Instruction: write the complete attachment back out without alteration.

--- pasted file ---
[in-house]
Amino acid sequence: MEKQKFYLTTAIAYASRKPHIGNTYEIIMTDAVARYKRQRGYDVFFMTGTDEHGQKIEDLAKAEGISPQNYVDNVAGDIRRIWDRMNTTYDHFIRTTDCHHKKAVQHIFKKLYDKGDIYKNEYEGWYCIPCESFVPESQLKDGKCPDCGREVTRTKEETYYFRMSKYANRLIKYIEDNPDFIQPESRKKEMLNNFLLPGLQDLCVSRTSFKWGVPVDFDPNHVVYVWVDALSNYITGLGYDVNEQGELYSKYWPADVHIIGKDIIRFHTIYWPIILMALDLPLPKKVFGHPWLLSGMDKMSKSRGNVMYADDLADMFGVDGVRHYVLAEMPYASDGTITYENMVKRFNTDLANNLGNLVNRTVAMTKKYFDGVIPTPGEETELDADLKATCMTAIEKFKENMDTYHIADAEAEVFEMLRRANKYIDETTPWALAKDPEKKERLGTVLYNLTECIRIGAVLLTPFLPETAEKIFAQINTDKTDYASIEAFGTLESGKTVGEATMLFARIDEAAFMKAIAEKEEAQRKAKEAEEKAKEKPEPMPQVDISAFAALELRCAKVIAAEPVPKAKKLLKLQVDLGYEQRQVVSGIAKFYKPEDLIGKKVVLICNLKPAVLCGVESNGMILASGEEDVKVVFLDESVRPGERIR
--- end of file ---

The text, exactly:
[in-house]
Amino acid sequence: MEKQKFYLTTAIAYASRKPHIGNTYEIIMTDAVARYKRQRGYDVFFMTGTDEHGQKIEDLAKAEGISPQNYVDNVAGDIRRIWDRMNTTYDHFIRTTDCHHKKAVQHIFKKLYDKGDIYKNEYEGWYCIPCESFVPESQLKDGKCPDCGREVTRTKEETYYFRMSKYANRLIKYIEDNPDFIQPESRKKEMLNNFLLPGLQDLCVSRTSFKWGVPVDFDPNHVVYVWVDALSNYITGLGYDVNEQGELYSKYWPADVHIIGKDIIRFHTIYWPIILMALDLPLPKKVFGHPWLLSGMDKMSKSRGNVMYADDLADMFGVDGVRHYVLAEMPYASDGTITYENMVKRFNTDLANNLGNLVNRTVAMTKKYFDGVIPTPGEETELDADLKATCMTAIEKFKENMDTYHIADAEAEVFEMLRRANKYIDETTPWALAKDPEKKERLGTVLYNLTECIRIGAVLLTPFLPETAEKIFAQINTDKTDYASIEAFGTLESGKTVGEATMLFARIDEAAFMKAIAEKEEAQRKAKEAEEKAKEKPEPMPQVDISAFAALELRCAKVIAAEPVPKAKKLLKLQVDLGYEQRQVVSGIAKFYKPEDLIGKKVVLICNLKPAVLCGVESNGMILASGEEDVKVVFLDESVRPGERIR